At the mill o' Tifty's lived a man
In the neighbourhood o' Fyvie,
For he had a lovely daughter fair
And they ca'd her bonnie Annie.
Noo her bloom was like the springin' flo'er
That hails the rosy mornin',
And her innocence and graceful mien
Her beauteous face adornin'.
Noo, her hair was fair and her eyes were blue
And her cheeks as red as rosies,
And her countenance was fair to view
And they ca'd her Bonnie Annie.
Noo, Lord Fyvie had a trumpeter
Wha's name was Andrew lammie,
And he had the airt to gain the hairt
O' the mill o' Tifty's Annie.
Noo, Lord Fyvie he rode by the door
Where lived Tifty's Annie,
And his trumpeter rode him before
Even this same Andra Lammie.
Noo, her mother cried her to the door,
Sayin', "Come here to me, my Annie.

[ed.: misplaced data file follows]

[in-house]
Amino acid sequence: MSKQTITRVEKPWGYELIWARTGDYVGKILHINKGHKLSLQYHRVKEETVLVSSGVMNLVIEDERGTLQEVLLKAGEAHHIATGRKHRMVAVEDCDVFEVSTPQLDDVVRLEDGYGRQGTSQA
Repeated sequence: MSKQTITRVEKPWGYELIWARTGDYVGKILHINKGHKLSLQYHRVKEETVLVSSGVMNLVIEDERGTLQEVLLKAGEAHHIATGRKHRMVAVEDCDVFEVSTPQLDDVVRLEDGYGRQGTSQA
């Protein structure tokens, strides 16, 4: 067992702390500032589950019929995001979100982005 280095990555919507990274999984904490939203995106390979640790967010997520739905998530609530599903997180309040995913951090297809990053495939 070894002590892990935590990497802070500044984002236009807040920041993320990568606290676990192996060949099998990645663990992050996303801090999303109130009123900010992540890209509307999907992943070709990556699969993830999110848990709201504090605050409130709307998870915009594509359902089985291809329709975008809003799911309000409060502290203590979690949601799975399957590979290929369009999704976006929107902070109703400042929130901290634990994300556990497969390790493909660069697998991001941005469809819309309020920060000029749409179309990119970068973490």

Did e'er ye see a prettier man
Than the trumpeter o' Fyvie ?"
Oh naithin' she said, but sighin' sare.
'Twas alas for bonnie Annie !
For she durst nae own her hairt was won
By the trumpeter o' Fyvie.
"Oh, my love, I go tae Edinburgh toon
And for a while must leave."
"Oh, but I'll be deid afore ye cam back
In the green kirk yaird o' Fyvie."
Noo, her faither struck her wondrous sore
And also did her mother,
And her sisters also took their score
But woe be tae her brother.
Her brother struck her wondrous sore,
Wi' cruel strokes - and many,
And he broke her back owre the temple stane,
Aye, the temple stane o' Fyvie.
"Oh, mother dear, please make my bed
And lay my face tae Fyvie,
For I will lie and I will die
For my dear Andra Lammie."
Noo, when Andra hame fae Edinburgh came
Wi' muckle grief and sorrow ;
"Oh, my love she died for me last night
So I'll die for her tomoorow."